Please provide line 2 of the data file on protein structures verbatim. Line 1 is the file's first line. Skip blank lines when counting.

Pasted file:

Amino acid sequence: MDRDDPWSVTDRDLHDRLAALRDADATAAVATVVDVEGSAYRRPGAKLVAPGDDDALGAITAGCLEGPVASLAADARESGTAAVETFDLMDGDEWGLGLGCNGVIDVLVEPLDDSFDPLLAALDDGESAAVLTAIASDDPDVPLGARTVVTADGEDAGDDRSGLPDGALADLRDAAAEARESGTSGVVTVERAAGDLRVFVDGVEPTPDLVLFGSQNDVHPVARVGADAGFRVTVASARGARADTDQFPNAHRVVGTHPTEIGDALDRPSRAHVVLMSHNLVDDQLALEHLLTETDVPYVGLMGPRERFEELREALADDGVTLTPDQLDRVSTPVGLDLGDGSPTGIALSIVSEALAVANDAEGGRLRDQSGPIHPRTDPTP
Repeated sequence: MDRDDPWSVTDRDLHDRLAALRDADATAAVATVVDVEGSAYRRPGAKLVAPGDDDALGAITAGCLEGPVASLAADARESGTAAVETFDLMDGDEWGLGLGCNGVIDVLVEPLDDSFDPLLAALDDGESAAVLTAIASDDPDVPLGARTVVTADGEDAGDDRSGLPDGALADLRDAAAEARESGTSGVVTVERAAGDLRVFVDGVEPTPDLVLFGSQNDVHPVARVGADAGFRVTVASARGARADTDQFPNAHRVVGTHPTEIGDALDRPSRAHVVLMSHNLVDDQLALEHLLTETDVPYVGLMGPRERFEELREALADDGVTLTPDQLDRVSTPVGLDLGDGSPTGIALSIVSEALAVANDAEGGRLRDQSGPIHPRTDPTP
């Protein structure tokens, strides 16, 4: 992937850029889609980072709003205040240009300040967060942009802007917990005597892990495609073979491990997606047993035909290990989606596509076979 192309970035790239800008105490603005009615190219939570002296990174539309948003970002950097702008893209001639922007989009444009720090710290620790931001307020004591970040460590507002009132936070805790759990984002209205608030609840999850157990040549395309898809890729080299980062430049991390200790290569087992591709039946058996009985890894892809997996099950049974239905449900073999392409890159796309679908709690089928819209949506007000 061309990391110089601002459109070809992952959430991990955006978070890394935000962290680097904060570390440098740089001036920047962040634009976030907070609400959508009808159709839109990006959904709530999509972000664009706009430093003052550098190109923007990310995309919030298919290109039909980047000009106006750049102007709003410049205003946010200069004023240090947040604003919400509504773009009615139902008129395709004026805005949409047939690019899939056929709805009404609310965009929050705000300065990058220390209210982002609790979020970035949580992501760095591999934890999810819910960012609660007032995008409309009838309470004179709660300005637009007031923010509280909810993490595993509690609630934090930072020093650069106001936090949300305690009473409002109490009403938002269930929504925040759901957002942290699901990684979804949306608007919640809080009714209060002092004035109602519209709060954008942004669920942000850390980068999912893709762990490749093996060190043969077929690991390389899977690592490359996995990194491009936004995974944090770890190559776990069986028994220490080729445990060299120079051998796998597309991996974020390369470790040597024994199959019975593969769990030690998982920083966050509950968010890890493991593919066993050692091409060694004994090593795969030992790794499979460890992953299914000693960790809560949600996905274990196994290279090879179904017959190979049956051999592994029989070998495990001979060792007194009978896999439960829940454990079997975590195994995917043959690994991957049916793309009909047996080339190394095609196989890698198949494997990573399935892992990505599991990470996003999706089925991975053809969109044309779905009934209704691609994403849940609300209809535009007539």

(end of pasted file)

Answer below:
Repeated sequence: MDRDDPWSVTDRDLHDRLAALRDADATAAVATVVDVEGSAYRRPGAKLVAPGDDDALGAITAGCLEGPVASLAADARESGTAAVETFDLMDGDEWGLGLGCNGVIDVLVEPLDDSFDPLLAALDDGESAAVLTAIASDDPDVPLGARTVVTADGEDAGDDRSGLPDGALADLRDAAAEARESGTSGVVTVERAAGDLRVFVDGVEPTPDLVLFGSQNDVHPVARVGADAGFRVTVASARGARADTDQFPNAHRVVGTHPTEIGDALDRPSRAHVVLMSHNLVDDQLALEHLLTETDVPYVGLMGPRERFEELREALADDGVTLTPDQLDRVSTPVGLDLGDGSPTGIALSIVSEALAVANDAEGGRLRDQSGPIHPRTDPTP